Hourly data are represented as percentage relative to the average level  . Physically, the data placed here are proportional to the number of primary particles incident on the atmospheric boundary. Thus, during the solar flare of September 29, 1989, a maximum hourly value made up +188% of a quiet level. At the time of some magnetic storms, the cosmic-ray intensity decreases (Forbush-effect). For instance, during the March 24, 1991 magnetic storm, a minimum hourly value made up -18% of a quiet level.

Cosmic rays (CR) represent fluxes of high-energy particles (predominantly protons) arriving at the Earth approximately uniformly from all directions from space. The main source of CR is considered to be provided by supernovae - galactic CR (GCR) ; some of CR arrive from the Sun after powerful solar flares - solar CR (SCR). GCR and SCR are primary cosmic rays.

10-15 years after the discovery of cosmic radiation (1919) there emerged two main avenues of investigation in the physics of cosmic rays (CR): 1) nuclear - elucidation of the origin of elementary particles and nuclear interactions; and 2) astrophysical (space physics) - solution of the problem related to the origin and variations (changes in intensity) of CR. Accumulation of experimental data on CR variations and interpretation of these data on the basis of results on space electrodynamics and plasma physics demonstrated a tremendous potential built into this branch of the CR physics lying at the junction with geo-, helio- and astrophysics. These investigations have shown that CR provide a highly sensitive sound probing the electromagnetic conditions in the space environment. The energy spectrum and nuclear composition of CR are variable in space and time, i.e. there occur various time variations in energy spectrum and nuclear composition. Besides, the CR flux in interplanetary space is, strictly speaking, not isotropic. The presence of a spatial anisotropy leads - as a result of Earth rotation - to diurnal variations of CR. The CR intensity undergoes a strong influence of solar activity (SA), especially in the region of low energies where the particle flux changes nearly by a factor of 10. Substantial variations of the above CR characteristics occur in periods of solar flares and magnetic storms. Charged particles (primary CR), prior to being incident on the ground, propagate through the Earth’s magnetosphere and through a large layer of air, and by interacting with its nuclei, generate secondary CR (elementary particles of different types). Thus the CR intensity observed on the ground undergoes the influence of the processes on the Sun and in interplanetary space as well as in the Earth’s magnetosphere and atmosphere. In the cosmic-ray physics, the CR intensity variations observed on the ground are subdivided into variations of interplanetary, magnetospheric and atmospheric origin.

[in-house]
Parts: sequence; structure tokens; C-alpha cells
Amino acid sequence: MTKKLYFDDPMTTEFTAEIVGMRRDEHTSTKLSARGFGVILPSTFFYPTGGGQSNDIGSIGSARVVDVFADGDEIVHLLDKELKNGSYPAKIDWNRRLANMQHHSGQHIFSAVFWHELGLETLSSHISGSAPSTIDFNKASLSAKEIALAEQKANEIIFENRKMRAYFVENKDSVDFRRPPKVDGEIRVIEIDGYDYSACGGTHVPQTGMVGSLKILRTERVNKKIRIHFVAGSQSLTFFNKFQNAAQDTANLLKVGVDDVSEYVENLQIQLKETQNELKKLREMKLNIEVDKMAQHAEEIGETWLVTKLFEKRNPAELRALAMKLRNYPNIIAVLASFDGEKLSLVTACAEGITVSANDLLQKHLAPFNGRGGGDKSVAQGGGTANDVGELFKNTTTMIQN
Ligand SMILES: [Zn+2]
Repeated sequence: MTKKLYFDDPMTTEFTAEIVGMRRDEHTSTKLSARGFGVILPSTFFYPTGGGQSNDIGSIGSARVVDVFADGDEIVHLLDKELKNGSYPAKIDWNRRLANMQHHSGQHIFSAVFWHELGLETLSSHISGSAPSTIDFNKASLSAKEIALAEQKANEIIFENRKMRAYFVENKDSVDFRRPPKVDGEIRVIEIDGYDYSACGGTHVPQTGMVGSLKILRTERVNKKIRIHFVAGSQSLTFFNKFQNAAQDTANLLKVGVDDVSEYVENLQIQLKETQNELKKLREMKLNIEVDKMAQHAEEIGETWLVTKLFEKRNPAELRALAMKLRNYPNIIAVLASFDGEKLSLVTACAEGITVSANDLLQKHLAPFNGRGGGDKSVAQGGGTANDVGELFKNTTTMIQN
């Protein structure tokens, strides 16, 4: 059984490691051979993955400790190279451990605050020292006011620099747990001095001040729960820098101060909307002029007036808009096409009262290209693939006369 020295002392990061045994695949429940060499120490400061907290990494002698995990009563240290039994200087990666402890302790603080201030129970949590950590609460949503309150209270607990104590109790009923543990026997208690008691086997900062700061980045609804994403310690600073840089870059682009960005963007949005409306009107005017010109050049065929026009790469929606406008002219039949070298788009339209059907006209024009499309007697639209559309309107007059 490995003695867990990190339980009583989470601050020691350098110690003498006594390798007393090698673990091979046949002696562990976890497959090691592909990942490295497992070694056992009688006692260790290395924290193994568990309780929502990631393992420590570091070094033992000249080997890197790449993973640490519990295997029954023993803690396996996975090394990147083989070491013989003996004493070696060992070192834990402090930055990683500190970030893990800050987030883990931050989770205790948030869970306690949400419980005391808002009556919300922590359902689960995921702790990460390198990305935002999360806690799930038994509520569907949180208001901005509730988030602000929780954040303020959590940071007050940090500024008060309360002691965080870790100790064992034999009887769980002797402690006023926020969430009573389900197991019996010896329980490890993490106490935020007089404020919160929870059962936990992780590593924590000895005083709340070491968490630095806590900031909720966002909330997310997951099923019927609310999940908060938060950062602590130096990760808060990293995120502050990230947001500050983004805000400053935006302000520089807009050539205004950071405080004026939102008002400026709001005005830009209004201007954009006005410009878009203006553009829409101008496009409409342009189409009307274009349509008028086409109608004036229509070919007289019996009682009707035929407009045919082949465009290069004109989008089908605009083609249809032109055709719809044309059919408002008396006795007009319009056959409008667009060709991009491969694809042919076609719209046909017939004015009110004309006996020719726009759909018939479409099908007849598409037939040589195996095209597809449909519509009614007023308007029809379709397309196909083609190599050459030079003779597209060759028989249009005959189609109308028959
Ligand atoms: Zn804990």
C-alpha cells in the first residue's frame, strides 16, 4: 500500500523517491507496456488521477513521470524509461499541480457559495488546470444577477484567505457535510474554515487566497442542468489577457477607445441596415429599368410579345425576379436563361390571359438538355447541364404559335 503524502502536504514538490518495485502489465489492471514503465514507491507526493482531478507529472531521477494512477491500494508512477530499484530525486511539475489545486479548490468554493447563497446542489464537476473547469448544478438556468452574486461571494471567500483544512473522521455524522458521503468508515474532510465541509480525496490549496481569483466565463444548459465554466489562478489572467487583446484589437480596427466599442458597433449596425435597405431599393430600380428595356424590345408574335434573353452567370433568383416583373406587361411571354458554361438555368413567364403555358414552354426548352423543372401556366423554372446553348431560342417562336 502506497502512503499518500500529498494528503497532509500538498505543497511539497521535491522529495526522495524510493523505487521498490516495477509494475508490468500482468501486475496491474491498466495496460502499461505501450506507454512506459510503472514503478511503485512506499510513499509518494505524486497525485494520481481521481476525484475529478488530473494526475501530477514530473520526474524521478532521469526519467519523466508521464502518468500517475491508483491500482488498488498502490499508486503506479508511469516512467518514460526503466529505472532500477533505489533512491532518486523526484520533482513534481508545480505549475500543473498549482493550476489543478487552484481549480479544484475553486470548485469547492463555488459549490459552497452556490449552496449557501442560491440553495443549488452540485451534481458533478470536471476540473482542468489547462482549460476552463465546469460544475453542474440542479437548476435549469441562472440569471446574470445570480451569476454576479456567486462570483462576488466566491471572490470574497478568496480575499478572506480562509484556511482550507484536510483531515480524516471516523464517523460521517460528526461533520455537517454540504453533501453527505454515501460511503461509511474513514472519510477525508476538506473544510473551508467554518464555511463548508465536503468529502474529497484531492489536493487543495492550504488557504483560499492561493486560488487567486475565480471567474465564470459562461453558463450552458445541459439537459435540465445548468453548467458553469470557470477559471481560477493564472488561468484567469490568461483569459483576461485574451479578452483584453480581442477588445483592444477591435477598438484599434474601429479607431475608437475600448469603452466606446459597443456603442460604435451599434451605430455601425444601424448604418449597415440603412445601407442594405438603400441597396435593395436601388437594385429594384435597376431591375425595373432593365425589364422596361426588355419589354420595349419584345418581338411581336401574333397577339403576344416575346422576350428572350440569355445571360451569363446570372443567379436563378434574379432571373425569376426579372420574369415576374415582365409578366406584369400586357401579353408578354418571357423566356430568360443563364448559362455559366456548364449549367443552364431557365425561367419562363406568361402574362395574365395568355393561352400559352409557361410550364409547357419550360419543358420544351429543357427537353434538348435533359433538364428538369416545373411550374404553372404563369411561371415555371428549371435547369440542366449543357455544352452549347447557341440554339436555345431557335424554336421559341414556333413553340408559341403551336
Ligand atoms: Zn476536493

CR intensity variations of interplanetary origin include 11-year and 27-day variations, Forbush-decreases (Forbush-effect), and SCR outbursts which are associated with the interaction of SCR with plasma flowing out of the Sun (solar wind), coronal mass ejections, and other like phenomena on the Sun. Sporadic processes on the Sun are the cause of the arrival at the Earth of large SCR, give rise to geomagnetic storms and, hence, radio communication disturbances, technogenic emergencies, impairment of health of chronically sick persons, etc. In addition to solving problems in basic science, the study of CR variations solves the problems of diagnostics of interplanetary processes and of making predictions of solar activity and sporadic phenomena on the Sun.

CR intensity observations on the ground are carried out at the
worldwide network of cosmic-ray stations (currently about 40 stations) equipped with installations which are large in area and are designed for recording both the mu-meson CR component (meson telescopes) and the neutron component (neutron monitor). Observational data are collected at world data centers and are made available to the scientific community at large.